Pressure is integral to nozzle performance. Reducing hydraulic pressure reduces nozzle flow rate, increases median droplet size, and typically reduces spray fan angle. Increasing pressure increases nozzle flow rate, reduces median droplet size and typically increases spray fan angle.
You can watch this Exploding Sprayer Myths video to learn how pressure, boom height and nozzle spacing interact. In extreme cases, too low a pressure can collapse the fan angle enough to reduce overlap and compromise coverage, as explained in the video at the end of this article.
Always plan to operate a nozzle in the middle of its recommended range so it can handle small changes in pressure during spraying (such as from a rate controller, or when changing PTO speeds on hilly terrain). Don’t operate an air induction nozzle below 2 bar (30 psi), even if it’s rated lower in the manufacturer’s nozzle table. Most AI nozzles perform best at >4 bar (60 psi).
Pressure can be used on-the-fly to make minor changes to flow rate while spraying. This is how rate-controllers work to compensate for changes in ground speed and maintain a constant overall rate per planted area.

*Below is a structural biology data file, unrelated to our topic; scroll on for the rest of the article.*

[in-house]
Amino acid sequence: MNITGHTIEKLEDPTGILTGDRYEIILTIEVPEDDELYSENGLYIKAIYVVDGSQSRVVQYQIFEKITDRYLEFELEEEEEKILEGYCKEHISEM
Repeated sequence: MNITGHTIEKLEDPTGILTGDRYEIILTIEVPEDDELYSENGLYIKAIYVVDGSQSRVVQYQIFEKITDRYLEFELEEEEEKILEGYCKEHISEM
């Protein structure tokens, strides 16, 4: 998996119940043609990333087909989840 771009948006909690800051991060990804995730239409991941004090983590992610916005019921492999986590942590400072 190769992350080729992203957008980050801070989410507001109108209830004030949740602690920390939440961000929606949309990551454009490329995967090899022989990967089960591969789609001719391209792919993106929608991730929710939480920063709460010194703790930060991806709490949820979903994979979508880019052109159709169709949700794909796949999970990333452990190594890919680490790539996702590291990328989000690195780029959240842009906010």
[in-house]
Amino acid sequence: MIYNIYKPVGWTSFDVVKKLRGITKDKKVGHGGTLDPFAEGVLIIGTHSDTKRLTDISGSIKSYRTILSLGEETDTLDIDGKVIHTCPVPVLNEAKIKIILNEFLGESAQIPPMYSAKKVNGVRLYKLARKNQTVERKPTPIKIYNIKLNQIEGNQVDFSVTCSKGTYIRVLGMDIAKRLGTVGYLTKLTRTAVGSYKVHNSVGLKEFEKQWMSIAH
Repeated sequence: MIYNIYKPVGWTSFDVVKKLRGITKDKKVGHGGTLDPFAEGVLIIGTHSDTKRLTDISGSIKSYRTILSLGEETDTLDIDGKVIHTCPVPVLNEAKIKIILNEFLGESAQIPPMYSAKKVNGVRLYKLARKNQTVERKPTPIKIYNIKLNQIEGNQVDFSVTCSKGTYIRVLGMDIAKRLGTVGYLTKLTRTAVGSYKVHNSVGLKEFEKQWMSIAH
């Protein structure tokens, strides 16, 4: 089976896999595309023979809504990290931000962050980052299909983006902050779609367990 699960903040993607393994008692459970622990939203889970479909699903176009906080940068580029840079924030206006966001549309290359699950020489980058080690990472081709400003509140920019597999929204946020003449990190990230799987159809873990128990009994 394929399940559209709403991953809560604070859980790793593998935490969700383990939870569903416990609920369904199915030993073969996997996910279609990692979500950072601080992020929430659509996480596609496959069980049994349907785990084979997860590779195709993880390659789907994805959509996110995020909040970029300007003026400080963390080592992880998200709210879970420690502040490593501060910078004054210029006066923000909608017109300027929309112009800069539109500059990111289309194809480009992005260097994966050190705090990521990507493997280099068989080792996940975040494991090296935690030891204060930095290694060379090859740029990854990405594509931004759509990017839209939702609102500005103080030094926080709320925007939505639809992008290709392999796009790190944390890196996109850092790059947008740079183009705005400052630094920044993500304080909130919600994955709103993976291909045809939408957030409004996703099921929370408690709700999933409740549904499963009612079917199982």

However, pressure should not be used to make significant changes to flow rate. It takes a 4x change in pressure for a 2x change in flow rate, so it’s inefficient. Operating pressures at the upper or lower limit of a nozzle’s range can have undesirable impacts on nozzle wear, median droplet size and swath uniformity.
For a more in-depth discussion of the relationship between spray pressure and nozzle performance, and how rate controllers work, check out this article.
In 2015, we ran demonstrations at Ontario’s Southwest Agriculture Crop Diagnostic Days. The 20 minute sessions were designed to explain:
- The phenomenon of pressure drop,
- how to measure pressure drop,
- how to correct for pressure drop, and
- how low pressure affects coverage.
Although manufacturers of air induction nozzles often rate their performance as low as 15 psi, such a low pressure collapses the spray pattern and the resulting gaps reduce coverage. Additionally, the spray quality at such low pressures is coarser than at higher pressures, reducing the number of droplets available. This further reduces coverage potential.
This video covers the key speaking points from that demonstration.